April 30, 2021 4 min read
Here at Science Shepherd, we know that raising kids who love exploring God’s Creation doesn’t have to wait until kids start homeschool in kindergarten or 1st grade. So today we’re sharing a special interview with Kate Fallahee, the illustrator of our board books for babies and toddlers; What Can You Do, Australia? (WCYDA) and What Can You Do, South America? (WCYDSA).
Kate Fallahee currently works as a freelance graphic designer and children's book illustrator. She has had a passion for drawing since kindergarten and is always looking for ways to improve. She has an Associate’s Degree in Design & Graphic Technology, and her favorite things to draw are cartoons and expressions. Kate hopes to one day work in the animation industry as a storyboard artist or character designer.
Kristen Hardin for Science Shepherd: Kate, thank you for taking the time to speak with us! How did you decide to become an illustrator/graphic designer?
Kate: I've loved illustrating since I was a kid, so I always knew it was something that I wanted to pursue. I remember when I was in kindergarten I started drawing all the time, and never really stopped! It's still my favorite thing to do.
Science Shepherd: What kind of training did you get to become an illustrator?
Kate: I was mostly self-taught in regards to illustration! I also liked looking at animation / artists that I admired, so I think studying other creators helped me create my art style as well. I decided to go to my local Technical College for a 2 year Graphic Design degree, which really helped me improve on the way I choose colors and create composition. I was able to really grow in regards to my graphics / illustration skills and knowledge and gained some real-world experience in the design / print field during an internship. It was after I got this education and training that I realized I could prove my illustration skills and qualifications through freelancing!
Science Shepherd: What is one of your favorite things about being an illustrator?
Kate: I love bringing my ideas / characters to life through illustration. It's so much fun to create expressive characters with their own personalities and illustrate the worlds they live in.
Science Shepherd: What is one quality that you think is needed to be a good illustrator?
Kate: I think passion & dedication are super important. Illustration can take a lot of time and patience, so I think you have to really love what you do in order to make a career out of it! (Time management is another one that is crucial as well!)
Science Shepherd: Good advice! Which of the animals in WCYDSA is your favorite?
Kate: I love how the illustration for the anteater turned out!
Science Shepherd: That’s fun! We love it, too, and hope it brings delight to all the little ones who get to enjoy your bright and engaging illustrations. Can you describe for us the basic process you went through to create the illustrations for WCYDSA?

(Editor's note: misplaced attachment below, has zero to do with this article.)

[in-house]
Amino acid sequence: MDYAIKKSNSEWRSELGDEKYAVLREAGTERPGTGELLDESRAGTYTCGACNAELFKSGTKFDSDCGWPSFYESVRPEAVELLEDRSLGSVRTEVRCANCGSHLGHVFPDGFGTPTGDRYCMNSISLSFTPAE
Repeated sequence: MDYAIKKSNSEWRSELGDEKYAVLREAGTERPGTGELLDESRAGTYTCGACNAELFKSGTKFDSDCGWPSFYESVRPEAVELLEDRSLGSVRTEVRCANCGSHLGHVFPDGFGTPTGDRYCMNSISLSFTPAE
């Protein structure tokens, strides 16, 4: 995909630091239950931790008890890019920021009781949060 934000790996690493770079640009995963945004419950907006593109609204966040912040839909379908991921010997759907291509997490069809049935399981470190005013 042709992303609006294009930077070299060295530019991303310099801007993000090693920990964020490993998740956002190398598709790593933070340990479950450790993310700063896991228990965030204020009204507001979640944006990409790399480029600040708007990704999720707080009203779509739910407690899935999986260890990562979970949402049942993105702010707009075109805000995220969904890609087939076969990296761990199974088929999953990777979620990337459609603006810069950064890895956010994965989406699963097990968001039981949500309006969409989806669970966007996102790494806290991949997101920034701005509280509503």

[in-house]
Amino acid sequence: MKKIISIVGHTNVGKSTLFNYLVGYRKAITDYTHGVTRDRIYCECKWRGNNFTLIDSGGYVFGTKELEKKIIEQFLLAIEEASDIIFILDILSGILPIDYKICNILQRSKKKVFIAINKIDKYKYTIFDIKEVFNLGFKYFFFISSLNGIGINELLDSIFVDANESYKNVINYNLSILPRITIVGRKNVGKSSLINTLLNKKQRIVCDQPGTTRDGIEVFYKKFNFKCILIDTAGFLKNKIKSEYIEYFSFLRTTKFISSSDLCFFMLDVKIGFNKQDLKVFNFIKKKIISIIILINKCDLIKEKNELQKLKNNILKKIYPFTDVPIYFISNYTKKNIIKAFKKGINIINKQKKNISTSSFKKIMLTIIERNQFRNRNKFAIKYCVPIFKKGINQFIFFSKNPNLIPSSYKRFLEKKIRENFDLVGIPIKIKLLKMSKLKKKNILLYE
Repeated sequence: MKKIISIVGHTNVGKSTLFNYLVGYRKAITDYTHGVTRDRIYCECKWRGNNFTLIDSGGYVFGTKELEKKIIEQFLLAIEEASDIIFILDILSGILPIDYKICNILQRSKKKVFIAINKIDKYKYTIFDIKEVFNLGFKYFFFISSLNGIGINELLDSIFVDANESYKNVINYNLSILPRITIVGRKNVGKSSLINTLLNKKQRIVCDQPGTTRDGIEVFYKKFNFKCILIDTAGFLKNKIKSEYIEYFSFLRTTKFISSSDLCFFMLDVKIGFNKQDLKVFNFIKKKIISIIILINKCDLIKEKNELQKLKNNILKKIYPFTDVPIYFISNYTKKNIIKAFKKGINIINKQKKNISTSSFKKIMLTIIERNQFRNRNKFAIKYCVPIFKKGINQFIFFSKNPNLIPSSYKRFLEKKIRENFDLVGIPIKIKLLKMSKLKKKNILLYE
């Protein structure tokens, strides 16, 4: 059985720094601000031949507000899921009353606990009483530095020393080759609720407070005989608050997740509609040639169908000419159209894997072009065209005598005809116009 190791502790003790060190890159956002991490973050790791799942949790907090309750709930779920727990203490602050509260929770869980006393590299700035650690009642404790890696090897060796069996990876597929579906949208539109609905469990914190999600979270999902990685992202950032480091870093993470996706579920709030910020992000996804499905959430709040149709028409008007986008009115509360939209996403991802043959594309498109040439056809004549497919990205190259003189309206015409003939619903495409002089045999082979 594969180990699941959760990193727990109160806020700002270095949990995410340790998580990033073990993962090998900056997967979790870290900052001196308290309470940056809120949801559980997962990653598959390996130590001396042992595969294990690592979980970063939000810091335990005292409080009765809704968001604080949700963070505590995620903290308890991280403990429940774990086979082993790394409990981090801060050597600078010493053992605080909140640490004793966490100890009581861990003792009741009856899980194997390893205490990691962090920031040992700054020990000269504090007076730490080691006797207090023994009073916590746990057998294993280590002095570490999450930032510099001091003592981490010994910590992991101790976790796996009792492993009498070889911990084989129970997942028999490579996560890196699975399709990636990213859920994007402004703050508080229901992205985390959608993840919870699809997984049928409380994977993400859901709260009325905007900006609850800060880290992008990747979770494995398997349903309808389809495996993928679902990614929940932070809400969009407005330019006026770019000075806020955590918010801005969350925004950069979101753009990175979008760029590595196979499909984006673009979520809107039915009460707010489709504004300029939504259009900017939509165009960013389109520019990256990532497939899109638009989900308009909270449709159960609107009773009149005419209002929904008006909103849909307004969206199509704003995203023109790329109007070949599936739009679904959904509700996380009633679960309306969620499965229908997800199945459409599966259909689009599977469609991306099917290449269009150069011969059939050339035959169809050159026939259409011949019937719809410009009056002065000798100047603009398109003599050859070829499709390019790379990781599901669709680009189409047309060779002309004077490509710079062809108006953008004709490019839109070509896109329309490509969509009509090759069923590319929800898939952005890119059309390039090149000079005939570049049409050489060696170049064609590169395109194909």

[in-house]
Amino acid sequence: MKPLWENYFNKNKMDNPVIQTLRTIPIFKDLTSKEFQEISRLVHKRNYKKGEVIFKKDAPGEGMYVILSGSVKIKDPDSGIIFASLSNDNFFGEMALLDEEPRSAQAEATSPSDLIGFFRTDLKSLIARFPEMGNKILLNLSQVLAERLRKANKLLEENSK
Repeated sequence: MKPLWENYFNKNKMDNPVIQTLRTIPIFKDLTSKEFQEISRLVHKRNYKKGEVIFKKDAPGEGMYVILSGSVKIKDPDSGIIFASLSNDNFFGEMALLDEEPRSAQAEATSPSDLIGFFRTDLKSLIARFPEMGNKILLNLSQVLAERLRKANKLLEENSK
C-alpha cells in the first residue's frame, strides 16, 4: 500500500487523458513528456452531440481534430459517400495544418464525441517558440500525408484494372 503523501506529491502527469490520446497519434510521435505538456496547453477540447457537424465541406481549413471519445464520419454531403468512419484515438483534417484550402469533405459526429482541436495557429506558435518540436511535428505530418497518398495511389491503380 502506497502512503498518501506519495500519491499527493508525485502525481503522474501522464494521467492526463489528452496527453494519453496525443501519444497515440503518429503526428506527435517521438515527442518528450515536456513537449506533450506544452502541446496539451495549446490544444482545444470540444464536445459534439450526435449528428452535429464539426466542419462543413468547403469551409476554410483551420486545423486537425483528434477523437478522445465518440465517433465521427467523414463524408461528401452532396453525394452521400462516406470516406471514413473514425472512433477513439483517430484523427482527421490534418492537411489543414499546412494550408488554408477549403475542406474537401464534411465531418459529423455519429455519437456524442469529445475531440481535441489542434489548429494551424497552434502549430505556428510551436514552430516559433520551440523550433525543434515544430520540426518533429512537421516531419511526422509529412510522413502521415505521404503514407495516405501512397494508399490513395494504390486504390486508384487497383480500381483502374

Kate: After reading the script for the story and researching the different animals, I sketched the covers and pages in black and white to share with the author [Science Shepherd author Dr. Scott Hardin]. Once the sketches were approved, I then shared the final colored pages with [Dr. Hardin]. After all the illustrations were approved, I put the finalized pages into Adobe InDesign to lay out the text and set up the book for print.
Science Shepherd: Were there any challenges with creating the illustrations for WCYDA?
Kate: The main challenge was making sure the animals were as accurate as possible. I have a really cartoony style, but I'm really happy with how the illustrations turned out upon completion!
Science Shepherd: We are happy with them, too! Which of the animals featured in WCYDA is your favorite?
Kate: I loved illustrating the Southern Cassowary!
Science Shepherd: Fun! For anyone out there who wants to become an illustrator, what advice do you have?
Kate: I think drawing every day is really important. You learn something new with each illustration you complete, and it's the only way to grow in your skillset. Finding artists that you like and studying how they create their work is really helpful as well. You can learn a lot from studying other experts and applying their techniques to your own work!
Science Shepherd: Great advice! Thank you so much for sharing your thoughts with us, Kate, and for using and developing your God-given skills. They’ve been a blessing to Science Shepherd, and we hope all the families who read What Can You Do, Australia? and What Can You Do, South America? feel the same way. Keep illustrating!
To check out more of Kate’s work, visit her website at katesillustrations.com.
Kristen Hardin is happily the wife of Bill, mother of a baby, Spanish teacher for wonderful homeschool students and author of a children’s picture book called Miss Mary: A Tale of Old County Clare.
Until next time!
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